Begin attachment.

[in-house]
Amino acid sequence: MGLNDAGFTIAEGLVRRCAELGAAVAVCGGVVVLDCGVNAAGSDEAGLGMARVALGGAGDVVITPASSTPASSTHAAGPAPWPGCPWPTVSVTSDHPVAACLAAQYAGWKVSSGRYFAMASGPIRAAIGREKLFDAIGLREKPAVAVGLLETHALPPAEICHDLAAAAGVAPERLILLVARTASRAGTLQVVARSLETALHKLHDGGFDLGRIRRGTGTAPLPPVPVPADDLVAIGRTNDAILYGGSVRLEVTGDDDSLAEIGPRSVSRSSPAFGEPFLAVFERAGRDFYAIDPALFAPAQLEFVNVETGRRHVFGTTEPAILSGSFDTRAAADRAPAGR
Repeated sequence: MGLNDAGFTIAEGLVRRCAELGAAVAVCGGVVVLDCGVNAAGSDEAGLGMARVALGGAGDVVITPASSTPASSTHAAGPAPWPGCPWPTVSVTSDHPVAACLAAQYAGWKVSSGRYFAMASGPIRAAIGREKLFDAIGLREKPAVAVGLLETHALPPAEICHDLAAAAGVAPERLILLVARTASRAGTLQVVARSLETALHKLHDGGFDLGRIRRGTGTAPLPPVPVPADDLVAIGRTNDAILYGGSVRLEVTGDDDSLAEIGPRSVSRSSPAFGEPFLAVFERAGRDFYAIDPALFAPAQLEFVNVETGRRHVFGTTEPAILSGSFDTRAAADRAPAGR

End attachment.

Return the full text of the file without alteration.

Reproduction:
[in-house]
Amino acid sequence: MGLNDAGFTIAEGLVRRCAELGAAVAVCGGVVVLDCGVNAAGSDEAGLGMARVALGGAGDVVITPASSTPASSTHAAGPAPWPGCPWPTVSVTSDHPVAACLAAQYAGWKVSSGRYFAMASGPIRAAIGREKLFDAIGLREKPAVAVGLLETHALPPAEICHDLAAAAGVAPERLILLVARTASRAGTLQVVARSLETALHKLHDGGFDLGRIRRGTGTAPLPPVPVPADDLVAIGRTNDAILYGGSVRLEVTGDDDSLAEIGPRSVSRSSPAFGEPFLAVFERAGRDFYAIDPALFAPAQLEFVNVETGRRHVFGTTEPAILSGSFDTRAAADRAPAGR
Repeated sequence: MGLNDAGFTIAEGLVRRCAELGAAVAVCGGVVVLDCGVNAAGSDEAGLGMARVALGGAGDVVITPASSTPASSTHAAGPAPWPGCPWPTVSVTSDHPVAACLAAQYAGWKVSSGRYFAMASGPIRAAIGREKLFDAIGLREKPAVAVGLLETHALPPAEICHDLAAAAGVAPERLILLVARTASRAGTLQVVARSLETALHKLHDGGFDLGRIRRGTGTAPLPPVPVPADDLVAIGRTNDAILYGGSVRLEVTGDDDSLAEIGPRSVSRSSPAFGEPFLAVFERAGRDFYAIDPALFAPAQLEFVNVETGRRHVFGTTEPAILSGSFDTRAAADRAPAGR